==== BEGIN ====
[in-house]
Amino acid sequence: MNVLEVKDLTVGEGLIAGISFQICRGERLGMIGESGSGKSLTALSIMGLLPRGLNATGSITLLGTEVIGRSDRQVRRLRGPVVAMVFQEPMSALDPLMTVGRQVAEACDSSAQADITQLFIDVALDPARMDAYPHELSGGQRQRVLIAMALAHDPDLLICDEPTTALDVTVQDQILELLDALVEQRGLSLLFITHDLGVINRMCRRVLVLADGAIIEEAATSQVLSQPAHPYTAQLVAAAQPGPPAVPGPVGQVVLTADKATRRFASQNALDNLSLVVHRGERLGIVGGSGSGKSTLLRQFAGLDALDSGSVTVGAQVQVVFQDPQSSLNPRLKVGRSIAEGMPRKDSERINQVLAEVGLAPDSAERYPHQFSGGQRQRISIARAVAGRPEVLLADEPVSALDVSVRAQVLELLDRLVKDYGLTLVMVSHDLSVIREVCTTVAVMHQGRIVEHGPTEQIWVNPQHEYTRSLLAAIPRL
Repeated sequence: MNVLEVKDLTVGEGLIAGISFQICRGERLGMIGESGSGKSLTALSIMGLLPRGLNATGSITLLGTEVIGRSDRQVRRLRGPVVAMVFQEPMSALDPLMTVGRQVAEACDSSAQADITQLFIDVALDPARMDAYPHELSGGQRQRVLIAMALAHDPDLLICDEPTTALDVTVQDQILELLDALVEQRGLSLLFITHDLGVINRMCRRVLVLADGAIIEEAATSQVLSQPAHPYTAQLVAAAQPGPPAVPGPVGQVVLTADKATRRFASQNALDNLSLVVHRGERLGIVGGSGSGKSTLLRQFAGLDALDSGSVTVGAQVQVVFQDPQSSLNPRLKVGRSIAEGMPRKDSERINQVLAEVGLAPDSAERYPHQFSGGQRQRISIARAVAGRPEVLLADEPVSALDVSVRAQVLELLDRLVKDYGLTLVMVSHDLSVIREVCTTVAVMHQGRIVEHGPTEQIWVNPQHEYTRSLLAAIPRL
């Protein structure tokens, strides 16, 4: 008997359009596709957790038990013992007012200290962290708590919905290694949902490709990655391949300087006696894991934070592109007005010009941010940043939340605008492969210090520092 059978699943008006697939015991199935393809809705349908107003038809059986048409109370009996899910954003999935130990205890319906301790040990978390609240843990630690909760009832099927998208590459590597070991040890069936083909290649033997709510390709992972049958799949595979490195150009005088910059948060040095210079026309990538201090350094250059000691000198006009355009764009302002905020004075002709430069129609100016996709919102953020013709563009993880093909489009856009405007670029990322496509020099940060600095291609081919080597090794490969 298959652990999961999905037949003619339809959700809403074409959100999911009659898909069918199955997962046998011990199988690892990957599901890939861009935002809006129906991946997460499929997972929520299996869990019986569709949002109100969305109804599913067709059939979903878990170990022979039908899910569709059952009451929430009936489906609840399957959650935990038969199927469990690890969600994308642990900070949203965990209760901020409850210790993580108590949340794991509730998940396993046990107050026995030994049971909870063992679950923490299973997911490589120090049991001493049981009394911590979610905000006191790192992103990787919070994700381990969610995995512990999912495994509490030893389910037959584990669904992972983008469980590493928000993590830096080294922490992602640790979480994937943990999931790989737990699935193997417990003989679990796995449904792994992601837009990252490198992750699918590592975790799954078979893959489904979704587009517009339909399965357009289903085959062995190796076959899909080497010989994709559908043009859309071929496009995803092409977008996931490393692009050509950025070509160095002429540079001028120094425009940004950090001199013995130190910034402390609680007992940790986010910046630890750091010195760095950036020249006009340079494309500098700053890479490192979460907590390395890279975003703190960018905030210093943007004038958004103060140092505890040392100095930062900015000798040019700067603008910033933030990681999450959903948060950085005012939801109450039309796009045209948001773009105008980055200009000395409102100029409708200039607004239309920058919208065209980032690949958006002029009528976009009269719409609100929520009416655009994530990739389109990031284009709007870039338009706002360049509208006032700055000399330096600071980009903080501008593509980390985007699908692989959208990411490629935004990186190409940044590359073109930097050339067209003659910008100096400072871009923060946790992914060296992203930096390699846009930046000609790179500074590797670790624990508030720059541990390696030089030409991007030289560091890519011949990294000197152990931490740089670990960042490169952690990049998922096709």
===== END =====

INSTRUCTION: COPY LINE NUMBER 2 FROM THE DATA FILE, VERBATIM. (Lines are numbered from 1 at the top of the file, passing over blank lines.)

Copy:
Amino acid sequence: MNVLEVKDLTVGEGLIAGISFQICRGERLGMIGESGSGKSLTALSIMGLLPRGLNATGSITLLGTEVIGRSDRQVRRLRGPVVAMVFQEPMSALDPLMTVGRQVAEACDSSAQADITQLFIDVALDPARMDAYPHELSGGQRQRVLIAMALAHDPDLLICDEPTTALDVTVQDQILELLDALVEQRGLSLLFITHDLGVINRMCRRVLVLADGAIIEEAATSQVLSQPAHPYTAQLVAAAQPGPPAVPGPVGQVVLTADKATRRFASQNALDNLSLVVHRGERLGIVGGSGSGKSTLLRQFAGLDALDSGSVTVGAQVQVVFQDPQSSLNPRLKVGRSIAEGMPRKDSERINQVLAEVGLAPDSAERYPHQFSGGQRQRISIARAVAGRPEVLLADEPVSALDVSVRAQVLELLDRLVKDYGLTLVMVSHDLSVIREVCTTVAVMHQGRIVEHGPTEQIWVNPQHEYTRSLLAAIPRL